On 5 January 2019, Bartholomew I, the Ecumenical Patriarch of Constantinople, signed the tomos that officially recognized and established the Orthodox Church of Ukraine and granted it autocephaly (self-governorship). The events immediately leading to the grant of autocephaly were:
"Communiqué of the Polish Orthodox Church Assembly of Bishops on Ukrainian autocephaly". Orthodoxie.com. 2019-04-09. Retrieved 2019-04-10.
The Patriarchal Exarchate in South-East Asia is an exarchate created by the Russian Orthodox Church (ROC) on 28 December 2018. The primate of the PESEA is Metropolitan Sergius (Chashin) who holds the title of "Metropolitan of Singapore and South-East Asia".
But both sides acknowledge the canonical dispute is a proxy for a wider battle over Kiev's independence from Moscow. ... Speaking in front of Kiev's oldest church on Sunday, Mr Poroshenko cast "autocephaly", or autonomy for the Ukrainian church, as part of Kiev's broader push for integration with the west through EU and Nato membership while withdrawing from agreements with Russia
On May 16 both Holy Synods formally adopted the recommendations made at the Zurich meeting. The agreement provided for parallel jurisdictions in Estonia, and allowed individual parishes and clergy to join either the Estonian autonomous church under Constantinople or the diocese that would remain dependent on Moscow. For its part, Constantinople agreed to a four-month suspension of its February 20th decision to re-establish the Estonian autonomous church. Moscow agreed to lift the penalties that had been imposed on clergy who had joined the autonomous church. Both Patriarchates agreed to work together with the Estonian government, so that all Estonian Orthodox might enjoy the same rights, including rights to property. As a result of this agreement, full communion was restored between Moscow and Constantinople, and the name of Ecumenical Patriarch Bartholomew was again included in the diptychs in Moscow.
The Holy Synod discussed in particular and at length the ecclesiastical matter of Ukraine, in the presence of His Excellency Archbishop Daniel of Pamphilon and His Grace Bishop Hilarion of Edmonton, Patriarchal Exarchs to Ukraine, and following extensive deliberations decreed:
1) To renew the decision already made that the Ecumenical Patriarchate proceed to the granting of Autocephaly to the Church of Ukraine. [...]
4) To revoke the legal binding of the Synodal Letter of the year 1686 [...]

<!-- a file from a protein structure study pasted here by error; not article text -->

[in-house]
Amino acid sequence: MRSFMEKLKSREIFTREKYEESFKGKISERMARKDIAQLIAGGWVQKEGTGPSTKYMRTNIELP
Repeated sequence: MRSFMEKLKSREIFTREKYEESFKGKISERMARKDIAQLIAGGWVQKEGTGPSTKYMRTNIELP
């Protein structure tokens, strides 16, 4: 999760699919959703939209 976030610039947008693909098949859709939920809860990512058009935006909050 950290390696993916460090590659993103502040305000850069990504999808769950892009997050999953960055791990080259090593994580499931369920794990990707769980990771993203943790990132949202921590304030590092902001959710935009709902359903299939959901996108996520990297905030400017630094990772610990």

Vladimir Putin held an operational meeting with the permanent members of the Security Council. They discussed issues of the domestic Russian socio-economic agenda and international issues.
the Synod ... of the Ecumenical Patriarchate ... gave further confirmation that Ukraine is on the path to receiving church independence from Moscow. ... Although President Poroshenko triumphantly announced that in result of the meeting Ukraine had received the long-awaited Tomos, or decree of Church independence – a claim circulated in Ukraine with great enthusiasm, this is not true. ... Constantinople's decision will benefit other jurisdictions in Ukraine – the UOC KP and UAOC, which will have to effectively dismantle their own administrative structures and set up a new Church, which will receive the Tomos of autocephaly. ... Right now it's unclear which part of the UOC MP will join the new Church. 10 out of 90 UOC MP bishops signed the appeal for autocephaly to the Ecumenical Patriarch – only 11%. But separate priests could join even if their bishops don't, says Zuiev.
The Kyiv Orthodox Theological Academy of the Ukrainian Orthodox Church-Kyiv Patriarchate translated into Ukrainian the study The Ecumenical Throne and the Ukrainian Church
'We are talking about the Kiev Metropolis of the XVII century, which occupied a third of the current territory of Ukraine. And then how can they claim entire Ukraine? And if we are talking only about the Kiev Metropolis of the XVII century, then they, obviously, suggest dividing our country into some kind of "old" and "new" territories. This is a clear appeal to separatism,' said the bishop.
"We are talking about the Kiev Metropolis of the XVII century, which occupied a third of the current territory of Ukraine. And then how can they claim entire Ukraine? And if we are talking only about the Kiev Metropolis of the XVII century, then they, obviously, suggest dividing our country into some kind of "old" and "new" territories. This is a clear appeal to separatism," said the bishop.
The Holy Synod of the Orthodox Church of the Czech Lands and Slovakia held its session the day before yesterday, and members of the Synod charged me with a duty to appeal to representatives of all the Local Orthodox Churches with a request to convene a pan-Orthodox meeting over the Ukrainian issue. Until all the developments in the Ukrainian church life are discussed and a conciliar decision is taken, our position will remain unchanged.